B. Patient Not Intending to Quit in Next Month The contemplator is considering quitting within the next 1 to 6 months. Contemplators are accepting of supportive and respectful urging to quit and encouragement to start thinking about a serious plan for doing so. Persuasive written, audio, or video information about the pros and cons of quitting may be appropriate for contemplators C. For RECENT QUITTERS 1. The Relapse rate is high in the first year. 2. Suggest Relapse prevention strategies. 3. Medical record documentation of advice given and update 4. Most tobacco relapses occur within the first three months after cessation. Telephone calls, clinic visits, can be appropriate times to accomplish intervention for relapse prevention. 1 Bloomington (MN): Institute for Clinical Systems Improvement (ICSI); 2001 Aug. 27 p. [41 references] M:\Share\THA\POLICIES\Current Policies\Coinciding Word Policies\4-2 Tobacco Cessation.doc Tuality Health Alliance
Policy # IV-2

Subject: Tobacco Cessation

Page 3 of 7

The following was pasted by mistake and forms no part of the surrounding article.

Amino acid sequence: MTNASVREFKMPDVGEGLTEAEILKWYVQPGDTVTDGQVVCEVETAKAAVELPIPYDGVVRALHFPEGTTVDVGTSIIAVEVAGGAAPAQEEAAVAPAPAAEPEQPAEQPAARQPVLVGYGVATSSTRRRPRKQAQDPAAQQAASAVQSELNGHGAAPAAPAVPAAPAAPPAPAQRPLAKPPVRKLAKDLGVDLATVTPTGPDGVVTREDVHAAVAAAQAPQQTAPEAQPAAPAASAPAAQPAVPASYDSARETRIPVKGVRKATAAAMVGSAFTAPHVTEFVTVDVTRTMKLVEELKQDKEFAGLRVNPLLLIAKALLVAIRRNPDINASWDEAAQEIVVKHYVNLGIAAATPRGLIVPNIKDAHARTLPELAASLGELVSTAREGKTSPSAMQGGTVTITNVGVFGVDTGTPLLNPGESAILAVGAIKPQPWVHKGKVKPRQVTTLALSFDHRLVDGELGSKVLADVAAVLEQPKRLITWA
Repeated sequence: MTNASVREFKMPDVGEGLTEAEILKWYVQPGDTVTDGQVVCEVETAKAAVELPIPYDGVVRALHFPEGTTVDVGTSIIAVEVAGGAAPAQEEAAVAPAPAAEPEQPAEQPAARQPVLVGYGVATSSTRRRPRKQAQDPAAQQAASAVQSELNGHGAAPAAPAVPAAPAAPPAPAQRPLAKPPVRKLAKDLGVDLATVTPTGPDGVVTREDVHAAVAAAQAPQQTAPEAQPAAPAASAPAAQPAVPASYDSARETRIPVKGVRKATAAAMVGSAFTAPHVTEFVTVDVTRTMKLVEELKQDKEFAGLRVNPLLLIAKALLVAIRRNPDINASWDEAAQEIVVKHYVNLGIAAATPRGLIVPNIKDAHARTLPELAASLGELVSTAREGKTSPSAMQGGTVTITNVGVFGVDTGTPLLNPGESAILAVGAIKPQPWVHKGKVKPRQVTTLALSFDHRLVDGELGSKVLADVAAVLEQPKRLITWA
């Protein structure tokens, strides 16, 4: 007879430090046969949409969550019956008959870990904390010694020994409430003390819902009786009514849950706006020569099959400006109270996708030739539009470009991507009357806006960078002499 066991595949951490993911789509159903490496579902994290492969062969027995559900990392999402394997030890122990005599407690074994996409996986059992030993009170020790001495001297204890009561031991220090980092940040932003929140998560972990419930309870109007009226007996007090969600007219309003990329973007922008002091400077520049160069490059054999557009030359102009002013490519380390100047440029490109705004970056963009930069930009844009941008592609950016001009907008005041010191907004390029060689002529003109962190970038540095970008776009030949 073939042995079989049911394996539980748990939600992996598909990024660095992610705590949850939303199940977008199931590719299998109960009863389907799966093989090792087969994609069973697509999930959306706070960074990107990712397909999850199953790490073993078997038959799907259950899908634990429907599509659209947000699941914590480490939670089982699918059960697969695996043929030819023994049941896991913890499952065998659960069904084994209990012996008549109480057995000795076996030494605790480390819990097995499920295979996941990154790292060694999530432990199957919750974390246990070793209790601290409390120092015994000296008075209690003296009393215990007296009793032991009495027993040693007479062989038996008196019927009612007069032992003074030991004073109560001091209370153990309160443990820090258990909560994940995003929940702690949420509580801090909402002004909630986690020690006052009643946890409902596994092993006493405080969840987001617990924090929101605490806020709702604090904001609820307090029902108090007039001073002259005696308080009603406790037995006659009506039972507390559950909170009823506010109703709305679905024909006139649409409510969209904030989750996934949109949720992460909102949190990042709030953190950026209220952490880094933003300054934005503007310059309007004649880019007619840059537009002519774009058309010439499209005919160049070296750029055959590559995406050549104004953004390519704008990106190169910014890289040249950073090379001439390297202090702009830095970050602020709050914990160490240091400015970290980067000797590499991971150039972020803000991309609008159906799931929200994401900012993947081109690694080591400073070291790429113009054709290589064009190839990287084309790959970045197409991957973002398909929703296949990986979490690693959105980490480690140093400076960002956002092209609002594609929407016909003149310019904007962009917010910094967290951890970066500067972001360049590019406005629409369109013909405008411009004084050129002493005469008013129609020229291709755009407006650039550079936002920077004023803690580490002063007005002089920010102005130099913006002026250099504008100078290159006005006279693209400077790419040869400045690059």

Minimal relapse prevention should be part of every primary care encounter with the patient who has recently quit. Encourage the person to continue tobacco free. D. Establish Second Hand Smoke Exposure for All Patients and Inform patients of their increased risk of disease due to second- hand smoke exposure. Encourage a smoke-free living and working environment for patients, and assist the exposed patient to communicate with other household members about decreasing smoking in the house. Encourage the patient to support smoking cessation efforts among other household members who use tobacco. A. Assessment of interest in quitting and timing of that interest should be done after the main reasons for the visit have been addressed, and should precede any advice about quitting. This allows a 1 to 3 minute tobacco discussion accommodating both the users’ needs and the provider's time limits. B. It is recognized that this discussion may not be possible or appropriate at each visit. The goal should be to discuss tobacco cessation at nearly every visit. C. Remember that progress from one stage of readiness to quit to If the patient is willing to make a quit attempt at this time provide assistance. If the patient will participate in an intensive treatment program, refer to Tuality Health Education Center’s Tobacco Cessation Program. If the patient is unwilling to quit at this time, a motivational intervention should be provided. IV. ASSIST-with Quitting Help the patient with a Quit Plan. A. "The Agency for Health Care Policy and Research Smoking Cessation Clinical Practice Guideline" emphasizes that three treatment elements in particular are effective for smoking cessation intervention: M:\Share\THA\POLICIES\Current Policies\Coinciding Word Policies\4-2 Tobacco Cessation.doc Tuality Health Alliance